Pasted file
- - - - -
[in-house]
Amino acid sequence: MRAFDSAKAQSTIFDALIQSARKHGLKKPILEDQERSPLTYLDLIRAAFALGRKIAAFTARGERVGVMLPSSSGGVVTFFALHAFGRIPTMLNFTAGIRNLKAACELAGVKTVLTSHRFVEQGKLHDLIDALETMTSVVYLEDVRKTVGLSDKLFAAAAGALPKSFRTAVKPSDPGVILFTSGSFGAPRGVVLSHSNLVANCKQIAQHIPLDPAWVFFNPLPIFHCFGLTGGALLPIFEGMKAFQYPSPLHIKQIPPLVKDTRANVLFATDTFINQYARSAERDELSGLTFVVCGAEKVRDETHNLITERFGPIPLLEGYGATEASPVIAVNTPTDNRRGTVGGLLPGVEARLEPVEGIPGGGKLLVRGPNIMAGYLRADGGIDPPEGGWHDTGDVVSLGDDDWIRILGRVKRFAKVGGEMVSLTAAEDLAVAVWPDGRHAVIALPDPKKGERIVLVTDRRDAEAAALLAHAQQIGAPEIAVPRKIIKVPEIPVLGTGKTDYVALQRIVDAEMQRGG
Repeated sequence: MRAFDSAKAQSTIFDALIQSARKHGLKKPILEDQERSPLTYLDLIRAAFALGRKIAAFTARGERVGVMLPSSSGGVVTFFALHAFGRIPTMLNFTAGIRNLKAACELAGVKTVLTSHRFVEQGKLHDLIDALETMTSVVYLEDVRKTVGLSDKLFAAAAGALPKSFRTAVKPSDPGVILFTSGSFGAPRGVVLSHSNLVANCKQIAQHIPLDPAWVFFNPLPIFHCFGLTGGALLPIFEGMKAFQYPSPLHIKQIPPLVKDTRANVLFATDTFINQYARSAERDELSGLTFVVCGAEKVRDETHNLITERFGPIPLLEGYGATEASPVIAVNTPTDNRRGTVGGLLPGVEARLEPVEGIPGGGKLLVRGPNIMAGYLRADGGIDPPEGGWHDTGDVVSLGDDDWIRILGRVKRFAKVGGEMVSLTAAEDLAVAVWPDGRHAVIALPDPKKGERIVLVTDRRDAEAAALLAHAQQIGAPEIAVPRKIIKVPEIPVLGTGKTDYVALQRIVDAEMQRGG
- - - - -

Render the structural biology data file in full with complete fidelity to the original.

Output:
[in-house]
Amino acid sequence: MRAFDSAKAQSTIFDALIQSARKHGLKKPILEDQERSPLTYLDLIRAAFALGRKIAAFTARGERVGVMLPSSSGGVVTFFALHAFGRIPTMLNFTAGIRNLKAACELAGVKTVLTSHRFVEQGKLHDLIDALETMTSVVYLEDVRKTVGLSDKLFAAAAGALPKSFRTAVKPSDPGVILFTSGSFGAPRGVVLSHSNLVANCKQIAQHIPLDPAWVFFNPLPIFHCFGLTGGALLPIFEGMKAFQYPSPLHIKQIPPLVKDTRANVLFATDTFINQYARSAERDELSGLTFVVCGAEKVRDETHNLITERFGPIPLLEGYGATEASPVIAVNTPTDNRRGTVGGLLPGVEARLEPVEGIPGGGKLLVRGPNIMAGYLRADGGIDPPEGGWHDTGDVVSLGDDDWIRILGRVKRFAKVGGEMVSLTAAEDLAVAVWPDGRHAVIALPDPKKGERIVLVTDRRDAEAAALLAHAQQIGAPEIAVPRKIIKVPEIPVLGTGKTDYVALQRIVDAEMQRGG
Repeated sequence: MRAFDSAKAQSTIFDALIQSARKHGLKKPILEDQERSPLTYLDLIRAAFALGRKIAAFTARGERVGVMLPSSSGGVVTFFALHAFGRIPTMLNFTAGIRNLKAACELAGVKTVLTSHRFVEQGKLHDLIDALETMTSVVYLEDVRKTVGLSDKLFAAAAGALPKSFRTAVKPSDPGVILFTSGSFGAPRGVVLSHSNLVANCKQIAQHIPLDPAWVFFNPLPIFHCFGLTGGALLPIFEGMKAFQYPSPLHIKQIPPLVKDTRANVLFATDTFINQYARSAERDELSGLTFVVCGAEKVRDETHNLITERFGPIPLLEGYGATEASPVIAVNTPTDNRRGTVGGLLPGVEARLEPVEGIPGGGKLLVRGPNIMAGYLRADGGIDPPEGGWHDTGDVVSLGDDDWIRILGRVKRFAKVGGEMVSLTAAEDLAVAVWPDGRHAVIALPDPKKGERIVLVTDRRDAEAAALLAHAQQIGAPEIAVPRKIIKVPEIPVLGTGKTDYVALQRIVDAEMQRGG